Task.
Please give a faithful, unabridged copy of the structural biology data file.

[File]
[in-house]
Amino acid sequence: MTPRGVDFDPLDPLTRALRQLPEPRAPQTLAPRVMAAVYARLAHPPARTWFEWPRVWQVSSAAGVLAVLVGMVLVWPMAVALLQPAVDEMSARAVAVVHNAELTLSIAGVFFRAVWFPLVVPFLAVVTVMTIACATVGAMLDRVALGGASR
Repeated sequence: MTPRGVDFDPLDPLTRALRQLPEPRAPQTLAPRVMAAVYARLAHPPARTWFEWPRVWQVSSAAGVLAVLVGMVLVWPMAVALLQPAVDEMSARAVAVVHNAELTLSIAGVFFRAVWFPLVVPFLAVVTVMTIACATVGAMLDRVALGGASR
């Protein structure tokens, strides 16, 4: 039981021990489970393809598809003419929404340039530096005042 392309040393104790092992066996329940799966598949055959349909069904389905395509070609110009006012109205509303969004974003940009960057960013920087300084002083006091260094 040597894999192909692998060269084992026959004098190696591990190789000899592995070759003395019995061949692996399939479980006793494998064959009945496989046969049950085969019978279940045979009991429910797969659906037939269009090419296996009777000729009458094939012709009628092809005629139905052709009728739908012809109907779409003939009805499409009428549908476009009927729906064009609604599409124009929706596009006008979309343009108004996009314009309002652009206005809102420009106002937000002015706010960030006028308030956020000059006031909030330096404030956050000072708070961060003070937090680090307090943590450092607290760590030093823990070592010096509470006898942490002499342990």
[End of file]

[in-house]
Amino acid sequence: MTPRGVDFDPLDPLTRALRQLPEPRAPQTLAPRVMAAVYARLAHPPARTWFEWPRVWQVSSAAGVLAVLVGMVLVWPMAVALLQPAVDEMSARAVAVVHNAELTLSIAGVFFRAVWFPLVVPFLAVVTVMTIACATVGAMLDRVALGGASR
Repeated sequence: MTPRGVDFDPLDPLTRALRQLPEPRAPQTLAPRVMAAVYARLAHPPARTWFEWPRVWQVSSAAGVLAVLVGMVLVWPMAVALLQPAVDEMSARAVAVVHNAELTLSIAGVFFRAVWFPLVVPFLAVVTVMTIACATVGAMLDRVALGGASR
């Protein structure tokens, strides 16, 4: 039981021990489970393809598809003419929404340039530096005042 392309040393104790092992066996329940799966598949055959349909069904389905395509070609110009006012109205509303969004974003940009960057960013920087300084002083006091260094 040597894999192909692998060269084992026959004098190696591990190789000899592995070759003395019995061949692996399939479980006793494998064959009945496989046969049950085969019978279940045979009991429910797969659906037939269009090419296996009777000729009458094939012709009628092809005629139905052709009728739908012809109907779409003939009805499409009428549908476009009927729906064009609604599409124009929706596009006008979309343009108004996009314009309002652009206005809102420009106002937000002015706010960030006028308030956020000059006031909030330096404030956050000072708070961060003070937090680090307090943590450092607290760590030093823990070592010096509470006898942490002499342990």